“The thing that had made life difficult there was water, but the technology to pull water up from 18 metres down is much better now. It doesn’t cost Harold anything, he’s got solar pumps and they just constantly pumping away using the sun. There are watering points everywhere.”

Mining moguls are following suit. Gina Rinehart recently outbid global and domestic interest in Western Australia’s iconic Fossil Downs cattle station, which was believed to be bought for $30 million, while Andrew “Twiggy” Forrest expanded his pastoral interests in August with the purchase of two stations near Carnarvon.

“The big dough is getting in on it and they say it will be bigger than the mineral boom,” Wooley said.  “Actually, because of that, our national herd next year will be at the lowest numbers it’s ever been.

“So there’s your problem — do you retain the herd in order to breed more, or do you go for the money while it’s available? Because you never know what will happen, with the cruelty allegations and the closing down of the live trade. There’s always a wildcard in there so I think people are saying let’s sell while we can.

“The shortfall then works its way up the market, and that’s why you’re paying so much for beef in Sydney. But that beef is not the same kind of meat.”

Australians generally consider Brahman beef too tough to eat — as Wooley points out, any attempt to barbecue it turns it as tough as leather in moments.  But Asian consumers love it for slow cooking.

Wooley said the big question was whether there was room for smaller family farms to cash in on the demand, or if the boom would only benefit big, corporate farming.

He met one couple who have managed to elbow their way in — Damian and Kirsty Forshaw, whose station occupies a strip from the edge of the Sandy Desert to the Indian Ocean.

“The Forshaws are very happy folk,” he said.  “They’re a lovely family and theirs is only a little family farm — it’s only a half million acres (200,000 hectares), which is small by Kimberley standards, but it’s still bloody huge. They’ve got 5000 cattle but that’s worth millions.

“They got into (cattle farming), lying awake at night worrying about the bank, and all the years of stress and strain, and suddenly things appear good for them and that’s nice.”

But will the good times last? Wooley said the live cattle export issue could complicate matters, and a lot was riding on Australia’s relationship with Indonesia.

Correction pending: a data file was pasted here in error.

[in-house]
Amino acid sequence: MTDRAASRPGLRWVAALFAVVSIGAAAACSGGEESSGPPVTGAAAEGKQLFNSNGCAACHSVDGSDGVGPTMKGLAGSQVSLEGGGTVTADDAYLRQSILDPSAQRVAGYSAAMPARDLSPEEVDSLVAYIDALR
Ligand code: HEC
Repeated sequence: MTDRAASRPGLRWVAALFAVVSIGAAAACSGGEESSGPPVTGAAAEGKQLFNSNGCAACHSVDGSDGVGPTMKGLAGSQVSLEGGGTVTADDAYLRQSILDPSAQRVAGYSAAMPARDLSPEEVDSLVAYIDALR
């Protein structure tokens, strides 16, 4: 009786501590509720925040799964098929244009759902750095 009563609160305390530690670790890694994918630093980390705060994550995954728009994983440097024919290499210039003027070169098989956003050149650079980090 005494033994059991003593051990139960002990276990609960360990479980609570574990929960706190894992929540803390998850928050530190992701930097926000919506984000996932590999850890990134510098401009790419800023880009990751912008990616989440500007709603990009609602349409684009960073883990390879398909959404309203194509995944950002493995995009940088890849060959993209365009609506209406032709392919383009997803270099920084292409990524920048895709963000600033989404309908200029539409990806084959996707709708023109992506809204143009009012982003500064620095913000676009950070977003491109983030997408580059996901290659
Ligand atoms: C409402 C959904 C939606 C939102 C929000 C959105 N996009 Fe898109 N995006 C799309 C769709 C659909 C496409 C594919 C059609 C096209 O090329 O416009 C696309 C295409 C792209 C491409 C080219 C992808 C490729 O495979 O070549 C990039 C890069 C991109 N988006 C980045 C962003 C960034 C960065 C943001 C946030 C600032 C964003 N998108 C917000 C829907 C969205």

And we have seen things go belly-up with the resources boom.  “I’ve reported rural affairs over the years and it’s like mining, it’s either boom or bust — going gangbusters or getting burnt,” Wooley said.

“Drought doesn’t help but we don’t seem to be having a dough in the Kimberley, but I wouldn’t want to be trying to produce a hell of a lot of beef in the southeast at the moment, especially in this El Niño year.

“These animal cruelty issues are always a problem … In the interests of the industry Australia should monitor and encourage where they can practices which are more acceptable to the Australian public.

“But when the country is going well it is reflected in the overall economy, as it will be here. It will take a lot of heat off the economy from the slowdown of the minerals and suddenly you can stop digging into the ground and graze on top of it, and it’s certainly good news.”


Australia: the not-so little economy that can

Reserve Bank deputy governor Philip Lowe says we shouldn't succumb to "chronic pessimism" about this country, and he is right. Australia has been getting a lot of things right for a long time, and has a good chance of continuing to do so.

Lowe began a speech in Sydney on Tuesday by noting that while real income per capita is much the same as it was in 2008 when the resources boom was raging, it is still  60 per cent higher than it was in the early 'nineties.

That's a result of more adults being in work, more jobs being offered, and two special trends: above-average productivity growth in the nineties, and the resources boom in the noughties, and the huge increase in Australia's terms of trade and income that it served up.

That was then, however. The terms of trade doubled during the resources boom as commodity export prices soared, but half of that gain has now been given back. Lowe says you can't dismiss the possibility that the commodity price boom will return, but that you would be a mug to rely on it.

Demographics are also bearing down on the labour market participation rate, and undermining income that way.